Sunday, June 11, 2017

Sunday Bach - Trinity Sunday

Today is Trinity Sunday, and so starts the long Trinity stretch in the liturgical calendar, sandwiched between the two major church festival periods - Advent/Christmas/Epiphany and Lent/Easter/Pentecost.  There's nothing celebratory in this long stretch, no events to commemorate, so the Trinity season is used for teaching the basic tenets of the church. 

Of course, it does start off with one celebration - Trinity Sunday, announcing the presence of the Holy Spirit in the church. Bach wrote a number of cantatas for this day, but for me one stands out in particular, BWV 129, Gelobet sei der Herr, mein Gott (Praised be the Lord, my God) from 1727. It's a chorale cantata, based around the hymn of the same name, and as is usual for Bach's chorale cantatas it gets pretty grand. But as Simon Crouch points out, it's somehow condensed, sort of a chorale cantata in miniature:
Cantata BWV 129 is a chorale cantata based on a hymn by Johannes Olearius with melody by anonymous. It's a lovely little work. Everything is in miniature, even the festal opening and closing choruses, and I can't help thinking that Bach, had he wished to, could have built something really substantial out of this. As befits Trinity Sunday, the cantata is introduced with the sound of trumpets and drums in the grand opening movement. The heart of the cantata comprises three arias in a row, one each for bass, soprano and alto respectively. None of them is outstandingly memorable but each of them is finely crafted, elegant music. Most notable, perhaps, are the accompaniments: Continuo only in the bass aria; flute and violin in the soprano aria and oboe d'amore in the alto aria. The second is my favourite of these three. The cantata closes in a joyous mood with an elaborate but spacious orchestral setting of the chorale, prominently featuring the trumpet and drums again.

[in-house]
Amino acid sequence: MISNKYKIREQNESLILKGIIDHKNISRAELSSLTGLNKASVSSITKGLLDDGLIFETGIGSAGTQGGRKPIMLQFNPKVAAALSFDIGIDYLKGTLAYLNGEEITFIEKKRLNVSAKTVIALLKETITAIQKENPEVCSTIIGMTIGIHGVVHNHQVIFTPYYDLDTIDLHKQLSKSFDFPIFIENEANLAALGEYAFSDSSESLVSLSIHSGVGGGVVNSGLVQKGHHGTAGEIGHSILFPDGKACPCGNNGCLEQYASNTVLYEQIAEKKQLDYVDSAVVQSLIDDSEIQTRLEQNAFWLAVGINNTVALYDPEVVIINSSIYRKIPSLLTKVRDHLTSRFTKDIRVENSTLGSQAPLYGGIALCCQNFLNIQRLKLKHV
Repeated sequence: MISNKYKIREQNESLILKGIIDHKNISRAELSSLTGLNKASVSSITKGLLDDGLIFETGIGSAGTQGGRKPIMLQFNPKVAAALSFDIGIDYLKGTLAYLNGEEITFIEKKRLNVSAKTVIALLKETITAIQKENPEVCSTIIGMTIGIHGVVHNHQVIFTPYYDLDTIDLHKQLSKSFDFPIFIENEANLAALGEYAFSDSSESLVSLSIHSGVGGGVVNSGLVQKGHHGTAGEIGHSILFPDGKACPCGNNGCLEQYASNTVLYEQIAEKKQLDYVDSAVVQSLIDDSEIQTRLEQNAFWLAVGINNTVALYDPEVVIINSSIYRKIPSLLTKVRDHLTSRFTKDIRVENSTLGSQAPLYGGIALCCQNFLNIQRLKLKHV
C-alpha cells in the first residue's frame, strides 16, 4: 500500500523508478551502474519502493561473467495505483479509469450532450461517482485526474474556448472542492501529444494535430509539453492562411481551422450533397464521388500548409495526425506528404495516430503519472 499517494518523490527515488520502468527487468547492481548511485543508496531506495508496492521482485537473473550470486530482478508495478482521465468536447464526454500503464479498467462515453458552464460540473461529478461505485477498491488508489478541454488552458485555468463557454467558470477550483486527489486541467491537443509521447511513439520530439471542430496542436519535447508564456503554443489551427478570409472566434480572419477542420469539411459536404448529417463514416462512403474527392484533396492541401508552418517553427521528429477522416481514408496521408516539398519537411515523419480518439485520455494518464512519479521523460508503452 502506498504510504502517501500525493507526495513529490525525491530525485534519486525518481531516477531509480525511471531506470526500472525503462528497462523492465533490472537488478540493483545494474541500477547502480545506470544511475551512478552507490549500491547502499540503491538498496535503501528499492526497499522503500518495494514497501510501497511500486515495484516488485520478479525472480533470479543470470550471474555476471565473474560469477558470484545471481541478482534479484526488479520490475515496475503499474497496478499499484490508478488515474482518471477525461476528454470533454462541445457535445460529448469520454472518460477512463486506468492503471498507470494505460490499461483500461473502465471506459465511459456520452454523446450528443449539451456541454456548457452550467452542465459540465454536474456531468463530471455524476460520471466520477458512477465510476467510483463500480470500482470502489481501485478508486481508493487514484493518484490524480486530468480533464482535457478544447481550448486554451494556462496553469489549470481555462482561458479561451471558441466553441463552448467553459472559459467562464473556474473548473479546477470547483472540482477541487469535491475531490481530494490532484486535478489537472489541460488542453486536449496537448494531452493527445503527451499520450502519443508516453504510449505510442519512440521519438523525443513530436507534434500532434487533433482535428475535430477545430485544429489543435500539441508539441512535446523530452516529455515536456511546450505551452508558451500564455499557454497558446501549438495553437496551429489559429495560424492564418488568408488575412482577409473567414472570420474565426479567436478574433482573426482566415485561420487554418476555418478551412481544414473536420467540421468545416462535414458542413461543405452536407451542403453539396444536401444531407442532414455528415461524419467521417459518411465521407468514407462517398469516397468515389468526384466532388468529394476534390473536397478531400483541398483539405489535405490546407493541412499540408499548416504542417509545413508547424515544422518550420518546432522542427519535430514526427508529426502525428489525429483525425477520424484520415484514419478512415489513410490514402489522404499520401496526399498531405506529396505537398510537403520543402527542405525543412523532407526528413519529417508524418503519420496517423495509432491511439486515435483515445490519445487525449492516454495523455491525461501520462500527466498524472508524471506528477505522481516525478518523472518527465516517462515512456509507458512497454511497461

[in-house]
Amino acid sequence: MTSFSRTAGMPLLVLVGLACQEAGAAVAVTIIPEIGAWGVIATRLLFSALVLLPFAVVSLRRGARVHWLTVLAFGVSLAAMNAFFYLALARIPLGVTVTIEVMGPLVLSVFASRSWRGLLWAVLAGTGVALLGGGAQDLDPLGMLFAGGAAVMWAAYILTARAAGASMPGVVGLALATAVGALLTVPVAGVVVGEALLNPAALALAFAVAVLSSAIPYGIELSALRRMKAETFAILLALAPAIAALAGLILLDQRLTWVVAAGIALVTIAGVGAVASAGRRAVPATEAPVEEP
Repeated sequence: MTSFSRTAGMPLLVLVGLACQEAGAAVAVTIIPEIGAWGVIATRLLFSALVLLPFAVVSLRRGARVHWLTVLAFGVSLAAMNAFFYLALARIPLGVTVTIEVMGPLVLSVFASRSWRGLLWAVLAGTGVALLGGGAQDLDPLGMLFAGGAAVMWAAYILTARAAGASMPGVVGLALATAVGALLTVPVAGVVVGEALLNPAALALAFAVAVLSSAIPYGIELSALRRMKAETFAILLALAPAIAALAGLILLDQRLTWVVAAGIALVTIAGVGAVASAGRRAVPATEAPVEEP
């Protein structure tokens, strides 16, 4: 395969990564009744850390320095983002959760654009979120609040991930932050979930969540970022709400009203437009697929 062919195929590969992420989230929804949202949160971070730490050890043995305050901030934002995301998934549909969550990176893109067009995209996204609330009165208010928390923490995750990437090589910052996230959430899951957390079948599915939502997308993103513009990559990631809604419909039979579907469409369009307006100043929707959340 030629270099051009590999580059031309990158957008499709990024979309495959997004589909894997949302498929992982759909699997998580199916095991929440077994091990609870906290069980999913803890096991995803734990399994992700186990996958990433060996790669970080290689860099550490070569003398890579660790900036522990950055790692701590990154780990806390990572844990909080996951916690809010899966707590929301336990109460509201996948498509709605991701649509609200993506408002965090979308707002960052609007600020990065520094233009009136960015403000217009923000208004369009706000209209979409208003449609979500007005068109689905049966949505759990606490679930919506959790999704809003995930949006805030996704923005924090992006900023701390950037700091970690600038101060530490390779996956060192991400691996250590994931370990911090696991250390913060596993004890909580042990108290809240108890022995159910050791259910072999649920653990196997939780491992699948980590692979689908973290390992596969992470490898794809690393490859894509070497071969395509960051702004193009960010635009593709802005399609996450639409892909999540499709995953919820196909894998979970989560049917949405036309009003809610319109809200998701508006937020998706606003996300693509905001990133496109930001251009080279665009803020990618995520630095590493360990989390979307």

Copyright © 1996 & 1998, Simon Crouch.
For today's post I've chosen a lovely performance by the Amsterdam Baroque Orchestra and Choir under the direction of Ton Koopman. Enjoy!


Photo © 2017 by A. Roy Hilbinger 

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